To date, transactions with related parties of the company have been governed by numerous individual provisions preventing conflicts of interest – in particular the prohibition on the return of deposits (Section 52 AktG), provisions on self-dealing (Section 97(1) AktG), general provisions on transactions requiring approval (Section 95(5) AktG), as well as disclosure obligations under the Commercial Code (Section 238(1) no. 12 UGB) and the Stock Exchange Act 2018 (Section 125 BörseG 2018).
Newly introduced was Section 95(a) AktG, a specific provision governing the company’s transactions with related companies and persons. In line with this Section, material transactions with related parties of the company require the Supervisory Board’s approval and, if applicable, public announcement, unless one of the numerous exceptions applies.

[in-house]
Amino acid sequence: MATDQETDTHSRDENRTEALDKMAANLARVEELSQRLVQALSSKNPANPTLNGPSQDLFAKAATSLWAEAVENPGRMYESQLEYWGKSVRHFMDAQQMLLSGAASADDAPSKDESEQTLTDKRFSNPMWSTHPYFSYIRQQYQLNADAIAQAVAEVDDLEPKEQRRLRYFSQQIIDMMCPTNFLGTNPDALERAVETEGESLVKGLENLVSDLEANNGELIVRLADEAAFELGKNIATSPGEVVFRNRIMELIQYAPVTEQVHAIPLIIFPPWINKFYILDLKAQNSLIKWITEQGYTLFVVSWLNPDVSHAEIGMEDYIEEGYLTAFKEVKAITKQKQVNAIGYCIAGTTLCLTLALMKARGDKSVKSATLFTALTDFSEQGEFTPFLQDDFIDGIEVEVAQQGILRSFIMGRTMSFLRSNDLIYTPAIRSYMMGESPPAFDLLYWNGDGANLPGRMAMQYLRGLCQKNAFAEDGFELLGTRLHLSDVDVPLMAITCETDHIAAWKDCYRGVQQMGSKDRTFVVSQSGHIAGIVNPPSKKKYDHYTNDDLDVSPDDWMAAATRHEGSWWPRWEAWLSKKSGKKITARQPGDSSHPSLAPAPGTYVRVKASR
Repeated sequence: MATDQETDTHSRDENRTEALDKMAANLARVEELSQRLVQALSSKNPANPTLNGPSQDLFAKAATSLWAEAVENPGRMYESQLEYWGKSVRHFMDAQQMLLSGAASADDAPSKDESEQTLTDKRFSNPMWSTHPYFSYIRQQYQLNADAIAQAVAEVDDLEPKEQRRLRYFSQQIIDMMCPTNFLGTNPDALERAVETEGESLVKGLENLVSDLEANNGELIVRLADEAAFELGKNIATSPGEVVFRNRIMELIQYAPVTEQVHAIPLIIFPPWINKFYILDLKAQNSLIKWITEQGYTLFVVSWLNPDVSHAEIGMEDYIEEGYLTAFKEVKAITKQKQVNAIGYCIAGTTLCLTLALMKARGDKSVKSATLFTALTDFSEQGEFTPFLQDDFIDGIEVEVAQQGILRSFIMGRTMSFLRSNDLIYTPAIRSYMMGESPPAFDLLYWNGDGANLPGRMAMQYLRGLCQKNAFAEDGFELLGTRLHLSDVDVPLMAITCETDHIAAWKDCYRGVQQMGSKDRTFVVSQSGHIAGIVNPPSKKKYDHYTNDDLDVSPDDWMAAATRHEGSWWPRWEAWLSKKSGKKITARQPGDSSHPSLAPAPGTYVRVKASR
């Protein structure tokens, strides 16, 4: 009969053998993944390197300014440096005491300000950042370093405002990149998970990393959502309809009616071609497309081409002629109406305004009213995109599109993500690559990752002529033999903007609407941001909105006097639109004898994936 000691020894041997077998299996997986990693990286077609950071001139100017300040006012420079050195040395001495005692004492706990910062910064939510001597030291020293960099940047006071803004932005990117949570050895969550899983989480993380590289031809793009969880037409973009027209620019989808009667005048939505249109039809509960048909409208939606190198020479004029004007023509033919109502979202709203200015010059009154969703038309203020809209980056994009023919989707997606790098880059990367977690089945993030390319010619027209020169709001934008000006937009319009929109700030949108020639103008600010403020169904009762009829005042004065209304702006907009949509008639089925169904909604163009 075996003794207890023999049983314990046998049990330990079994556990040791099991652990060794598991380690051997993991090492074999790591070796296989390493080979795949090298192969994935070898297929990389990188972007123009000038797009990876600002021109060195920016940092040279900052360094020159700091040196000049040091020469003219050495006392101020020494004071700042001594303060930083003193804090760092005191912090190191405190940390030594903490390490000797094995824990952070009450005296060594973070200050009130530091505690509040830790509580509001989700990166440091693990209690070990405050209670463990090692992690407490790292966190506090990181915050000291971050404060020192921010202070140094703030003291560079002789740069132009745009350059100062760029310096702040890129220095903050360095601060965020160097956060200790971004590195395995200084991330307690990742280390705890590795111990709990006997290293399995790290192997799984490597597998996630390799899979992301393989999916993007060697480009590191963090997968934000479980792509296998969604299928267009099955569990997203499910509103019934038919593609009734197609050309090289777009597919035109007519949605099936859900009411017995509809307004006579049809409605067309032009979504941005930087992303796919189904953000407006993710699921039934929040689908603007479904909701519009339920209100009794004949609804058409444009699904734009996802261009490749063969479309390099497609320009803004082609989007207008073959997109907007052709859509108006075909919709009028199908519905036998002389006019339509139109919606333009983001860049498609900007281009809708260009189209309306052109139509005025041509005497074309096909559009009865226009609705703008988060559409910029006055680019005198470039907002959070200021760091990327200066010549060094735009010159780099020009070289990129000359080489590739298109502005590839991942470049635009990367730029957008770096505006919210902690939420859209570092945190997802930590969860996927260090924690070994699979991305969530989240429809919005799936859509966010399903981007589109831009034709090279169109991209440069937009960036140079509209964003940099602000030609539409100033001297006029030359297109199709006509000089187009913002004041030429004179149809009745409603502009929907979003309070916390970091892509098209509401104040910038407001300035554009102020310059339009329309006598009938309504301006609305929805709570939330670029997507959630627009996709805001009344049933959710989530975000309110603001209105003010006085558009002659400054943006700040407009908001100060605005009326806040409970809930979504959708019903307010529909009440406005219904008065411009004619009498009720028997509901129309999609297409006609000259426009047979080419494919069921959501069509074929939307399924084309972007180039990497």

Within the meaning of a material restriction, a transaction is considered material if one of the following two thresholds is met:
- If a threshold value of 5% of the balance sheet total (from the annual or consolidated financial statements to be submitted to the General Meeting of the preceding financial year) is exceeded, the transaction is material and the Supervisory Board must approve the transaction.
- If a threshold value of 10 % of the balance sheet total is exceeded, the Executive Board must additionally make the transaction public in the manner provided for in Section 107(3) AktG at the latest at the time of its conclusion. Certain detailed information about the transaction must be published on the company’s website.